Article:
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Crafting a Menu for Mills River

Visit our Facebook page to see all of our Mills River construction photos. 

When we set out to open a new brewery in North Carolina, we were excited about designing the place from the ground up. While this meant a lot of planning for the brewery overall, it also meant a lot of thought about the experience for visitors. We wanted a place where people could spend an unhurried day enjoying everything we love about craft beer.

We needed a Taproom and Restaurant and it needed to be something special.

In Chico, we’re proud of a California-focused menu that features local, seasonal, sustainable ingredients—many grown in our estate garden. But when the time came to craft a menu for the new restaurant, we needed something that was distinctive to Mills River.

One thing was for certain: the California menu wasn’t going to fly. This is North Carolina, after all.

Fortunately, we had executive chef Brian Hough at the helm. Brian ran the kitchen at the Biltmore Estate before joining Sierra Nevada and he came into our Mills River kitchen with all engines firing. Though beer is our focus, he knew we could have destination-worthy food, too.

“We want to give people something they can’t find anywhere else,” said Brian.

To achieve this, he hand-picked his team and got to work. One of the first tasks included installing wood-fired grills and an oven.

“We’re not using any gas grills,” he explained. “When we first installed the oven, everyone kept calling it a ‘pizza oven.’ Now everyone knows to call it the ‘wood-fired oven’ because there’s a lot more than pizza coming out of it.”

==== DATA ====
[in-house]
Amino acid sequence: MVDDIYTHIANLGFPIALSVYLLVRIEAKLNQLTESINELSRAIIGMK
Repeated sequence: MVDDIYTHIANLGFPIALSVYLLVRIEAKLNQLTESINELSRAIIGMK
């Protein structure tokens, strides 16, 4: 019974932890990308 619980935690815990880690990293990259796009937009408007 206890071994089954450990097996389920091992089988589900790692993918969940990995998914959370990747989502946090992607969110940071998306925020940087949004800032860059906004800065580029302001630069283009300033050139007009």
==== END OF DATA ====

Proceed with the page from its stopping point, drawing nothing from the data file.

Brian and his team also set out to do as much as possible in house.

“We have an awesome crew that’s into farm-to-table everything,” he said. “We have local farmers raising the animals for us and we want to make sure nothing goes to waste, so we’ll be embracing the cuts that people don’t see very often.”

Case in point: duck breast is used in the Duck Reuben, so Brian added duck fat fries served with confit and cracklins to use every last bit.

The duck Reuben isn’t the only adventurous item the team came up with; the rest of the menu’s got teeth, too. Alongside pub favorites like wood-fired pizza and the steadfast pub burger are options like braised pig cheeks and steak tartare.

Brian describes the menu as “elevated Southern fare.” A look at a few more offerings—fried quail and waffles, rabbit and dumplings, and a fried chicken and doughnut sandwich—and we get what he means.

“We’ve got the same DNA as the pub in Chico, but we’re certainly not identical,” he said.

The menu is also presented small-plates style to better accompany beer tasting.

“If people are coming in here and trying a bunch of different beers, they should try a bunch of different foods as well,” explained Brian.

As the details come into focus, it looks like Brian’s nailed the task at hand. Weeks before opening, the crew knocked down a wall, exposing the kitchen and wood-fired oven so folks can sit at the bar and drink a beer while watching their meal come together a few feet away.

“Our most important goal is giving people an experience that they’ll remember,” said Brian.

We hope you’ll come and stay a while.

March 4, 2015 - 2:19pm